A linden tree is a beautiful landscaping option. As much as the simplistic beauty seems to brighten up a growing location, this tree also has a few downfalls.
The two major downfalls to this tree are its roots and that it’s messy. As the roots spread, it can wreak havoc on nearby drainage pipes, foundations, or structures. Also, as the tree drops its leaves each fall, it will cause a mess each year.
14. Chinese Tallow
The Chinese tallow tree stands out for its beautifully shaped leaves and vibrant colors. However, this plant must be handled with care as it’s considered invasive in many areas.
As you may (or may not) know, the problem with invasive species of trees is that once they’re planted, they’re hard to get rid of. You must remove every plant and seed to get it to go away for good. Plus, the fruit of the Chinese tallow tree is poisonous to both humans and some livestock.
Ash trees are full-bodied trees that could be used to provide shade to an area that needs it. Yet, this tree should be planted with caution.
When growing an ash tree, be mindful that it’s susceptible to a variety of pests and diseases such as fungal disease and beetles. Plus, the wood is prone to rot which could make the tree a hazard in your landscape.
16. Quaking Aspen
A quaking aspen tree might sound like a dream. This plant produces colorful foliage each fall, and it has unique wood that adds texture to your landscape all winter long.
But there’s a problem with this beautiful tree. It puts off many suckers which can become quite invasive. This can make it difficult to keep the tree under control around your property and could mean it would spread to your neighbor’s yard as well.
17. Lombardy Poplar
When you decide to introduce a tree to your yard, the idea is to pick a hardy variety. The reason being is trees are gorgeous, but they also become potentially dangerous when they’re weakened.
Therefore, the Lombardy poplar must be planted with care as it’s prone to a variety of diseases, and it attracts a plethora of pests which can weaken the tree as well.
18. White Birch
White birch trees are gorgeous, classic trees that many people love. As stated earlier, if trees have known issues, you want to know this upfront to ensure you notice early signs of developing problems.
In the case of a white birch tree, you must know these plants are prone to pests and diseases. The tree is most commonly known for having fungal issues.
19. Norway Maple
The Norway maple tree is a beautiful plant that some might assume would go well in a variety of landscapes.
However, this tree grows so quickly that it forms a problem. It has a shallow root system and a vast canopy. These two things combined make it difficult for many plants to grow around the tree.
20. Empress Tree
An empress tree produces beautiful blooms and can grow in a unique shape. If you have a large enough yard, you might think this tree would be a gorgeous addition.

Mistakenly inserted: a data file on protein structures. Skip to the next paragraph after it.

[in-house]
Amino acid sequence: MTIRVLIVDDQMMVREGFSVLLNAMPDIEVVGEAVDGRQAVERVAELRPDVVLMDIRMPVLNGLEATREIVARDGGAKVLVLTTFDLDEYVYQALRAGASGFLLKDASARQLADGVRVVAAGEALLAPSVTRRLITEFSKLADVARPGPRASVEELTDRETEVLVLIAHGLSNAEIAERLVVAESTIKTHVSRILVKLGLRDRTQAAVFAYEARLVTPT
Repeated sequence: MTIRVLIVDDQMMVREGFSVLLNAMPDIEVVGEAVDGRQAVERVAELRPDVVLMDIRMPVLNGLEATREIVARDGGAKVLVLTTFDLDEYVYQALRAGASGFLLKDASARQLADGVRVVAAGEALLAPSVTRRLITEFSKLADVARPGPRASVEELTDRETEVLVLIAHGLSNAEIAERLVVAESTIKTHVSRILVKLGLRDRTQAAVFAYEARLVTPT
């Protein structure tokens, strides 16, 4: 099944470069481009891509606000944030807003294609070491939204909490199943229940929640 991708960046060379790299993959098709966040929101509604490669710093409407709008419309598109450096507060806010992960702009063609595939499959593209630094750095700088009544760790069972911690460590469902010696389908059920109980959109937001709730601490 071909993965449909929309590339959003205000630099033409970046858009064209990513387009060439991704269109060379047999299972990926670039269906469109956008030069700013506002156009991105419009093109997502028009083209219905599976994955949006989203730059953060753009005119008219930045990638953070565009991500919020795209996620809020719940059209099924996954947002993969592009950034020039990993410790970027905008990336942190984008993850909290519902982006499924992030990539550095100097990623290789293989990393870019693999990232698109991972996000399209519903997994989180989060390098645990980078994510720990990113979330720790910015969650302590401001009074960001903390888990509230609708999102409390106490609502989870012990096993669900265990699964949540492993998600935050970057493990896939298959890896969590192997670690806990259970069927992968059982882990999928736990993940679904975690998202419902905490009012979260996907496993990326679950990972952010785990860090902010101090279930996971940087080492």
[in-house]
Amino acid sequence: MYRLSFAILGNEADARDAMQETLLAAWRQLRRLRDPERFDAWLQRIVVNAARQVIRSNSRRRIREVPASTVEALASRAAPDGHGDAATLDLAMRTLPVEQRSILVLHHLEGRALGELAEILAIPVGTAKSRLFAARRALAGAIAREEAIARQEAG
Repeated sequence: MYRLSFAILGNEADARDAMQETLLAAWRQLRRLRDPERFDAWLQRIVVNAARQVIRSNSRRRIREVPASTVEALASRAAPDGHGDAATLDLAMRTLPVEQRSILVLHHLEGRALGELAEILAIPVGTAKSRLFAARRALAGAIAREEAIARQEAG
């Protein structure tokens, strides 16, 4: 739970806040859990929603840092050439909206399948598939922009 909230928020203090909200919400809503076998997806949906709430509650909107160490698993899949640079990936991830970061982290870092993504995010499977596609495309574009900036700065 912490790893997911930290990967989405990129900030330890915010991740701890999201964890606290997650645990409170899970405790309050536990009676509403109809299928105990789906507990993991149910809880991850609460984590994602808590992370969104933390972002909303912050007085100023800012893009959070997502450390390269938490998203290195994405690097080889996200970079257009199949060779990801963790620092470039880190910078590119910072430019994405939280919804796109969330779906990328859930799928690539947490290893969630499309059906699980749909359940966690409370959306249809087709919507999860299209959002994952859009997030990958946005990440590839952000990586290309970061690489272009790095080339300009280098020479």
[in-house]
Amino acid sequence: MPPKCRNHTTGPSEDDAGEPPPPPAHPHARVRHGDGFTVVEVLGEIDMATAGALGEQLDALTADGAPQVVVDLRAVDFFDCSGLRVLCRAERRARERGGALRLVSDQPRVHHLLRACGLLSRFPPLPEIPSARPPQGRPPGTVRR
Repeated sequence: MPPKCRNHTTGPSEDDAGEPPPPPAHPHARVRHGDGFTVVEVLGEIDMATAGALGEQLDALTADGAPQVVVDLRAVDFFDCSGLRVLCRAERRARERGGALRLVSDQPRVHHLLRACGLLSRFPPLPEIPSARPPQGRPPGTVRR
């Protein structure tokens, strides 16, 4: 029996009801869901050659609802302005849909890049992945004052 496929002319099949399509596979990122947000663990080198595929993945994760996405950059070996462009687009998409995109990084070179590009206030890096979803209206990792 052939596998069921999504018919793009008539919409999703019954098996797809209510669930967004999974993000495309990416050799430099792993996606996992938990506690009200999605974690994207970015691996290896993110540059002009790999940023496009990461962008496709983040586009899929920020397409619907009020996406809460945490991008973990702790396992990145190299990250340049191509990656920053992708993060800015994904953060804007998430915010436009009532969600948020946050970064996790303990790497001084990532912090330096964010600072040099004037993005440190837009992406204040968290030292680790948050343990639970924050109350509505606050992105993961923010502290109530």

Yet, there are some problems with the empress tree. The first problem is the tree produces roots quickly. In turn, this can create property damage. Next, the tree puts off a ton of shade which can make things difficult for plants around the tree. Finally, this tree is difficult to get rid of once it’s established.
21. Russian Olive
The Russian olive tree is another unique plant that produces beautiful foliage and blooms. But don’t let the beauty blind you.
In reality, Russian olive trees must be planted with great care as these trees are invasive, can threaten native plants, and are virtually impossible to remove once rooted.
22. Silver Maple
Silver maple trees are often a variety chosen to provide shade around properties. Though they’re beautiful trees, there are a few drawbacks.
When growing a silver maple tree, it’s important to recognize that this variety is known for having delicate bark and branches. This could cause hazards around your property as well as invite mess.
23. Mulberry Tree
Mulberry trees are classics because of the shade and fruits they produce. This plant is known for containing plenty of pollen which is great for inviting pollinators to your property.
However, there are cons to this tree as well. The mulberries will frequently fall to the ground and can stain clothing, patios, or decks if they land there. Also, the tree provides a little too much shade as it’s difficult for grass to even grow beneath it.
24. Ginkgo Biloba
Ginkgo biloba trees have many pros to planting them. However, there are a few negatives to adding this tree to your landscape.
Before planting a ginkgo tree, be mindful that the female varieties produce foul smelling fruit. Plus, the seeds are toxic to a variety of pets. If you choose to grow this tree around your home, please do so with care.
Sweetgum trees are our last option to discuss, but they deserve the same considerations as the other trees mentioned here.
The biggest issue with sweetgum trees are their spiky seed pods. They frequently fall around the base of the tree and leave a mess in your yard. Plus, they’re painful if you accidentally step on them.
You now have twenty-five different options for trees that you might need to think twice about prior to planting.
Once you’ve weighed the pros and cons, plant your landscape as you see fit because you’re doing so with eyes wide open and research on your side.